When you think about architecture, you probably think about massive skyscrapers, uniquely designed buildings, or structures that appear to defy gravity itself, but building materials often influence all of those designs. Many buildings are often composed of simple, basic materials, but what happens when new architecture materials are developed?
We explore some of the newest materials that are being used in structure and how they’re shaking up the architectural world.
One of the New Architectural Materials: Self-Healing Concrete
Imagine if even if the structural materials in a building degraded they could still “heal” themselves like skin healing from a papercut? That’s become less science fiction and more of reality in recent years as a Dutch company has developed concrete that can actually heal itself through the use of bacteria. The bacteria develop limestone when they are exposed to the outside air due to cracks and plug any cracks before they become problems.
In fact, this kind of technology is already being used in a water treatment plant in the Netherlands and opens the doors for many useful applications.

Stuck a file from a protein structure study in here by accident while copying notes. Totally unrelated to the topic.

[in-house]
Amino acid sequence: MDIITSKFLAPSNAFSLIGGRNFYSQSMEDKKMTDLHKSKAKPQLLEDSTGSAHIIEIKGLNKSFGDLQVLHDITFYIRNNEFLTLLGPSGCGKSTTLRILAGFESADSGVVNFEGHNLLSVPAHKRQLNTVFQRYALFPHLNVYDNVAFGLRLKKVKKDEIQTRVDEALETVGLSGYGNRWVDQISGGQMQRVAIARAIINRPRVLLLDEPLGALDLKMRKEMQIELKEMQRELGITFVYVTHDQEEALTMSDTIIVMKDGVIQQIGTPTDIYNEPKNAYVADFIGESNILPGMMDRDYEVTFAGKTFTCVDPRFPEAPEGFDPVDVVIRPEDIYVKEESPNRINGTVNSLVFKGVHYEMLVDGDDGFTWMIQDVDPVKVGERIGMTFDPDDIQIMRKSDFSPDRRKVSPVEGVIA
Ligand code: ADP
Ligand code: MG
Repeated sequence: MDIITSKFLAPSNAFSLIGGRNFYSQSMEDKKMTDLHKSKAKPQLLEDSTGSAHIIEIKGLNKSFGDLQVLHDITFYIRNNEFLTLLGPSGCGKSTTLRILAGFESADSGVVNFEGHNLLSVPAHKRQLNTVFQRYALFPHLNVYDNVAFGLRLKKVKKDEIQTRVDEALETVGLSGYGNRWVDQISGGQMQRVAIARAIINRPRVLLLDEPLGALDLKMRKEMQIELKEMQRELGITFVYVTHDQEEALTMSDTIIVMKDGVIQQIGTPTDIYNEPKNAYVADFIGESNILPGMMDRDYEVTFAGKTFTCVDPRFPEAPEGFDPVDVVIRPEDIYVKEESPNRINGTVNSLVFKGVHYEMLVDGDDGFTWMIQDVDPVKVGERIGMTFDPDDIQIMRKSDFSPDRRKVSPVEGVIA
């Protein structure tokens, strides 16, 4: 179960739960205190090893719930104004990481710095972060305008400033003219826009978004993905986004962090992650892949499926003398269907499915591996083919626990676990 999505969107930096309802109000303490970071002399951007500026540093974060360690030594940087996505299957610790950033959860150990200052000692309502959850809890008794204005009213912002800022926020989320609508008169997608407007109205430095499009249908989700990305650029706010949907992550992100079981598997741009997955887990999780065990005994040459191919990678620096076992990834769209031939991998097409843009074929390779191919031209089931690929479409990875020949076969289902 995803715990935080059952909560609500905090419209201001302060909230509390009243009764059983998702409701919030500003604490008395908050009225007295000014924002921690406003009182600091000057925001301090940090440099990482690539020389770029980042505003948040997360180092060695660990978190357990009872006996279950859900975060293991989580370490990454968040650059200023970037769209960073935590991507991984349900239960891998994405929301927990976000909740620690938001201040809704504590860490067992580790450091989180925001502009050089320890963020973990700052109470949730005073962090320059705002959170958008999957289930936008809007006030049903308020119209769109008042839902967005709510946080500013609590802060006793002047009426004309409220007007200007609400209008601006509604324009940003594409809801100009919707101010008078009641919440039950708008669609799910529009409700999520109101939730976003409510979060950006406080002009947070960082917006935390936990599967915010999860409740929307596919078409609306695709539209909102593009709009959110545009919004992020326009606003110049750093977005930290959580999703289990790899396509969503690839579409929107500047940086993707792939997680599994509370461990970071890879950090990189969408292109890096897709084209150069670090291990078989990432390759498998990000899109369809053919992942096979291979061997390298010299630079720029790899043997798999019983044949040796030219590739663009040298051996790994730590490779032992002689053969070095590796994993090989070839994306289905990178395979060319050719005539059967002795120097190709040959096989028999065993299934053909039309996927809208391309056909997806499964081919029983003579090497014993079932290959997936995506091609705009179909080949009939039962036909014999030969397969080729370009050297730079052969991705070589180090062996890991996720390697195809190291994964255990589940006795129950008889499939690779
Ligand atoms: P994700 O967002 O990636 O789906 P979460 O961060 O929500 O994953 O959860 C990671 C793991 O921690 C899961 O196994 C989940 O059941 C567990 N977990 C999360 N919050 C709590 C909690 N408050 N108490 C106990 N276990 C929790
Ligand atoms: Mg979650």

Nanotechnology That Makes Materials Stronger and Lighter
Going smaller seems to be the biggest trend in new building materials. Nanotechnology, i.e. technology that is so small that it can only be seen with a microscope, is being used to strengthen concrete. Carbon nanotubes combined with ultra-high-strength concrete can make concrete strong enough to endure heavy weight for long periods of time making rebar non-essential.
Because nanotechnology is still so new, there are still many possibilities that are still being explored including finding ways to make materials super lightweight and strengthening materials other than concrete.
Slippery Designs Used in Healthcare Facilities
Hospitals and other care facilities are not easy to properly disinfect, but one new innovation could change that. Researchers are looking into creating a “slippery” material that would be so slippery, bacteria wouldn’t be able to stay on it.
Because this material would be so slippery, other things like dust, ice, and even graffiti wouldn’t be able to stay on it, making it incredibly useful outside of the health field.
While many of these materials are only in the infancy, it’s encouraging to see that even basic building materials can be built better themselves.